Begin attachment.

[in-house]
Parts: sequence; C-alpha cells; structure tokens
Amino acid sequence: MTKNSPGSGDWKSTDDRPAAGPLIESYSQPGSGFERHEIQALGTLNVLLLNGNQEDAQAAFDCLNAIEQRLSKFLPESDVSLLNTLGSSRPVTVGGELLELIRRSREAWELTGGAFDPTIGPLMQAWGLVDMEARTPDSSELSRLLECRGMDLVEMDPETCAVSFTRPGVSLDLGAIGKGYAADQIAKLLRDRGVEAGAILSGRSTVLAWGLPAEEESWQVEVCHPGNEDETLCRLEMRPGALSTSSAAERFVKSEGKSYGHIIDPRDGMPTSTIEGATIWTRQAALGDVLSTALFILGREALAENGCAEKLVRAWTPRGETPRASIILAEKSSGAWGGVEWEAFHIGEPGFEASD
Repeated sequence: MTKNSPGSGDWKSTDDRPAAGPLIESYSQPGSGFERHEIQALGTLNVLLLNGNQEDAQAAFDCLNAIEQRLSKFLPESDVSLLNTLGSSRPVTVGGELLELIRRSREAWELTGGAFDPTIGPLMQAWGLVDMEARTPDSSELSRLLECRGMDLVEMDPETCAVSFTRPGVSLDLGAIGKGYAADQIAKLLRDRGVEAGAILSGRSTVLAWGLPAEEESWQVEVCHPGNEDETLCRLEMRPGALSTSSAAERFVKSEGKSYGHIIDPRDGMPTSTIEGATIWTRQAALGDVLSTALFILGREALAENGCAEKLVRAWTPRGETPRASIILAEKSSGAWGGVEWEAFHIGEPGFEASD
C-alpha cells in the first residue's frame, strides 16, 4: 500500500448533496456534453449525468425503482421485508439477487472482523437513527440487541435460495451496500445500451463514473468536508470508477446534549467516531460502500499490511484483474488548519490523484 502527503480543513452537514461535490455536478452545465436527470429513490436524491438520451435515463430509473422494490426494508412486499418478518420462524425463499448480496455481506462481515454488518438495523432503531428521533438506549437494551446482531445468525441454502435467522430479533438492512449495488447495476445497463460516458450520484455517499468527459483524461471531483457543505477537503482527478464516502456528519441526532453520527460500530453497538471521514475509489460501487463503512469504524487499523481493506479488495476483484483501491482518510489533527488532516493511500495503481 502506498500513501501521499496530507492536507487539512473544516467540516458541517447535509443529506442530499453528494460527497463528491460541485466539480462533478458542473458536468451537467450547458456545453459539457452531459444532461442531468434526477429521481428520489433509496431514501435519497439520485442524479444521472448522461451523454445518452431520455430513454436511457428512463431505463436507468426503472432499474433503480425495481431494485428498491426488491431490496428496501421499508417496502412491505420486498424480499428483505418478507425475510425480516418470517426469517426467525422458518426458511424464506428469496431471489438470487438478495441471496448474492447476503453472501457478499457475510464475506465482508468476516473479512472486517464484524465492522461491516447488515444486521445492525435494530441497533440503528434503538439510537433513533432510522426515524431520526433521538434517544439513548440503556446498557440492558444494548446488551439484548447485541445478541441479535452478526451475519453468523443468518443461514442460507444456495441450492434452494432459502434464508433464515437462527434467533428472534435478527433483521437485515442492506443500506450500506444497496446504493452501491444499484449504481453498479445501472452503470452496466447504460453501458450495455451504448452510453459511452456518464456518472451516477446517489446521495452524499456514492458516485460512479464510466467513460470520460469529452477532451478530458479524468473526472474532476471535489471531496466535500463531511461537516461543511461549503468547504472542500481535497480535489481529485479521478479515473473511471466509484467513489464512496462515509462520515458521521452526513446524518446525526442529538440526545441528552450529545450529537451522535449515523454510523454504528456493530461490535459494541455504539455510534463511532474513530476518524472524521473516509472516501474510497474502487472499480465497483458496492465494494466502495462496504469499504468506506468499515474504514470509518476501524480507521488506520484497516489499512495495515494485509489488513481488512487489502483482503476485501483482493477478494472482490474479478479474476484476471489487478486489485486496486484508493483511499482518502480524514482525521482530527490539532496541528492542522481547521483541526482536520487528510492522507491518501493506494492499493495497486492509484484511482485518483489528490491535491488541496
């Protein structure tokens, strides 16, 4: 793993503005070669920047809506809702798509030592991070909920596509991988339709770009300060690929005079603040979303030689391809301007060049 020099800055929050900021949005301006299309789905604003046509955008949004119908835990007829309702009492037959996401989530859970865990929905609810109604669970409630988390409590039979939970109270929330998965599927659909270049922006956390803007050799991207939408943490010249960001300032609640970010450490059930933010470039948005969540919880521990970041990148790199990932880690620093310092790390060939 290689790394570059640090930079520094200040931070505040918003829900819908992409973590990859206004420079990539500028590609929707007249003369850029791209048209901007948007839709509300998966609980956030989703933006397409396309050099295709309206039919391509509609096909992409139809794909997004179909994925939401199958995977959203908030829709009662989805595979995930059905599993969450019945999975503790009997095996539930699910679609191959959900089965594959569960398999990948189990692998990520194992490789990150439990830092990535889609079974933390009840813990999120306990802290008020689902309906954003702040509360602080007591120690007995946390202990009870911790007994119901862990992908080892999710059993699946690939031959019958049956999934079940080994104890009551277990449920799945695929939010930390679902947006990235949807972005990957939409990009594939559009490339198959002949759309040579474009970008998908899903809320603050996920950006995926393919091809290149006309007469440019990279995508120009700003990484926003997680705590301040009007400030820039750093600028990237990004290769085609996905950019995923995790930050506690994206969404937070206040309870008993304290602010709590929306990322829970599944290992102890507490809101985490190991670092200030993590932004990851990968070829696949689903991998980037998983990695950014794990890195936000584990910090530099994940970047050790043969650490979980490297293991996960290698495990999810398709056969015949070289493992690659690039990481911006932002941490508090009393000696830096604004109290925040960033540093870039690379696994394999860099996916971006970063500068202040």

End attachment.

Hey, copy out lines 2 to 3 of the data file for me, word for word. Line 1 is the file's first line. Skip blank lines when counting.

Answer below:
Parts: sequence; C-alpha cells; structure tokens
Amino acid sequence: MTKNSPGSGDWKSTDDRPAAGPLIESYSQPGSGFERHEIQALGTLNVLLLNGNQEDAQAAFDCLNAIEQRLSKFLPESDVSLLNTLGSSRPVTVGGELLELIRRSREAWELTGGAFDPTIGPLMQAWGLVDMEARTPDSSELSRLLECRGMDLVEMDPETCAVSFTRPGVSLDLGAIGKGYAADQIAKLLRDRGVEAGAILSGRSTVLAWGLPAEEESWQVEVCHPGNEDETLCRLEMRPGALSTSSAAERFVKSEGKSYGHIIDPRDGMPTSTIEGATIWTRQAALGDVLSTALFILGREALAENGCAEKLVRAWTPRGETPRASIILAEKSSGAWGGVEWEAFHIGEPGFEASD